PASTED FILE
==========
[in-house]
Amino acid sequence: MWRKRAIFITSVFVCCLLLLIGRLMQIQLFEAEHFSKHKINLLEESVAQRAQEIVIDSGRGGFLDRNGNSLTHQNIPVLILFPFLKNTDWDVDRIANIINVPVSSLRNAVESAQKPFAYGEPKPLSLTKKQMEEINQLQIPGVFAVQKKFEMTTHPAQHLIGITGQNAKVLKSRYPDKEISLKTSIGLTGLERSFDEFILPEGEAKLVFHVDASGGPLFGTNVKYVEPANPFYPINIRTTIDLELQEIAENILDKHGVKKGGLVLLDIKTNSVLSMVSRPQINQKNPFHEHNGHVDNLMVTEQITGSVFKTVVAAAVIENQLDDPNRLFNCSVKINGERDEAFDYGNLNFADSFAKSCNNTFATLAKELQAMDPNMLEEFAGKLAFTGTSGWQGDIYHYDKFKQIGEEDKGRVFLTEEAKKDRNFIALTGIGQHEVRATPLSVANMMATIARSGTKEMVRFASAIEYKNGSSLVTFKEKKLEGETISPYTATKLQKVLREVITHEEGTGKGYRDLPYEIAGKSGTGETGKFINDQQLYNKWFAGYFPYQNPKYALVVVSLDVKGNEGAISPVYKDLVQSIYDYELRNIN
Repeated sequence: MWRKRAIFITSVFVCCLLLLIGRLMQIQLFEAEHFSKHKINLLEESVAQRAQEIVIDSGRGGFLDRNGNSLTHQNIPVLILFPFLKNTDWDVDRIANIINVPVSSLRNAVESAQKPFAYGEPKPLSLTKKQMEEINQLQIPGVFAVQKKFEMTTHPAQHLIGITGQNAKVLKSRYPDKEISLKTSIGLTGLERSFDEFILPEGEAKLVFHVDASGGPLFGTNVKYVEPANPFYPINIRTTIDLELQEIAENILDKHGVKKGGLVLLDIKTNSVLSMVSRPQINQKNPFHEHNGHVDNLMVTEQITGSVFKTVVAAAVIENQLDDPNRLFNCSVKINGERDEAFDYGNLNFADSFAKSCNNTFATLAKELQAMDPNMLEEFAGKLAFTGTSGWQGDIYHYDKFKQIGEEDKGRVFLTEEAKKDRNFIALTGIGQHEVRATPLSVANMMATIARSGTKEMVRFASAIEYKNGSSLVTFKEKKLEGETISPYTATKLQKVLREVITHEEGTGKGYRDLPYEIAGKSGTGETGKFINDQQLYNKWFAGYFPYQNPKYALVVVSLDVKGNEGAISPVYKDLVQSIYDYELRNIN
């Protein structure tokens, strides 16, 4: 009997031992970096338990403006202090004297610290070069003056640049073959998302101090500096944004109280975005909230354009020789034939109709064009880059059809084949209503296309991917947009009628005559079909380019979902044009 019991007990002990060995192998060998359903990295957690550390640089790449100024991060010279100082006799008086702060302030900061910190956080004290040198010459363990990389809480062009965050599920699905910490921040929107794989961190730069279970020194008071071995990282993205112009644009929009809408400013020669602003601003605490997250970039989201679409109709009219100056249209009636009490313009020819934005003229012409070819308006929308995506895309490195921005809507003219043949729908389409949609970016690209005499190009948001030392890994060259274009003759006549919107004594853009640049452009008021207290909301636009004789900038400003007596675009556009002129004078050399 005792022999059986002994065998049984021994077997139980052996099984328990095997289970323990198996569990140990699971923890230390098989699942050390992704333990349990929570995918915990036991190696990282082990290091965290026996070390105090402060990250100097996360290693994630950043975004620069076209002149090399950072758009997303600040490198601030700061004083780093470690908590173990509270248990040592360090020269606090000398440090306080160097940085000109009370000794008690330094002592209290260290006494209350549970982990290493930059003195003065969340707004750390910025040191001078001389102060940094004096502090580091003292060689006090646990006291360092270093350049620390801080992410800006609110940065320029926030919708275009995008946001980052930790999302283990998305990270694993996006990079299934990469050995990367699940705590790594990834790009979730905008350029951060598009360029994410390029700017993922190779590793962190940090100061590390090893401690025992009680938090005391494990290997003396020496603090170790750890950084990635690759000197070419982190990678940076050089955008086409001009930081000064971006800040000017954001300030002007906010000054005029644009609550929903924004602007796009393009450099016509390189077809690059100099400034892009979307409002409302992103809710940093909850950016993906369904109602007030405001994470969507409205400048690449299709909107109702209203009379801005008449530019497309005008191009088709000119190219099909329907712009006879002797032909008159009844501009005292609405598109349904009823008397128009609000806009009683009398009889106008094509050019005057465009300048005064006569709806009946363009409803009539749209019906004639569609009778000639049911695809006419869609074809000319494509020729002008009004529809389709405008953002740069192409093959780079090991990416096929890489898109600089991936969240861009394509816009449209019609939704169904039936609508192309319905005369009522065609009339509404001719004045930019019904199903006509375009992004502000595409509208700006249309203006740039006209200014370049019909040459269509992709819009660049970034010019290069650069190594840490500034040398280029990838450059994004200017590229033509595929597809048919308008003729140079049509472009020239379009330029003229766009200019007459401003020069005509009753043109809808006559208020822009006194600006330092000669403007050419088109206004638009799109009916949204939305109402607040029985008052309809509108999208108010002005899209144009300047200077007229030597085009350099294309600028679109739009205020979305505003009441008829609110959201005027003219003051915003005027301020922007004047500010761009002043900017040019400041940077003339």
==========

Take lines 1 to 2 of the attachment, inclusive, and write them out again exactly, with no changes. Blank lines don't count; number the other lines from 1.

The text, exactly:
[in-house]
Amino acid sequence: MWRKRAIFITSVFVCCLLLLIGRLMQIQLFEAEHFSKHKINLLEESVAQRAQEIVIDSGRGGFLDRNGNSLTHQNIPVLILFPFLKNTDWDVDRIANIINVPVSSLRNAVESAQKPFAYGEPKPLSLTKKQMEEINQLQIPGVFAVQKKFEMTTHPAQHLIGITGQNAKVLKSRYPDKEISLKTSIGLTGLERSFDEFILPEGEAKLVFHVDASGGPLFGTNVKYVEPANPFYPINIRTTIDLELQEIAENILDKHGVKKGGLVLLDIKTNSVLSMVSRPQINQKNPFHEHNGHVDNLMVTEQITGSVFKTVVAAAVIENQLDDPNRLFNCSVKINGERDEAFDYGNLNFADSFAKSCNNTFATLAKELQAMDPNMLEEFAGKLAFTGTSGWQGDIYHYDKFKQIGEEDKGRVFLTEEAKKDRNFIALTGIGQHEVRATPLSVANMMATIARSGTKEMVRFASAIEYKNGSSLVTFKEKKLEGETISPYTATKLQKVLREVITHEEGTGKGYRDLPYEIAGKSGTGETGKFINDQQLYNKWFAGYFPYQNPKYALVVVSLDVKGNEGAISPVYKDLVQSIYDYELRNIN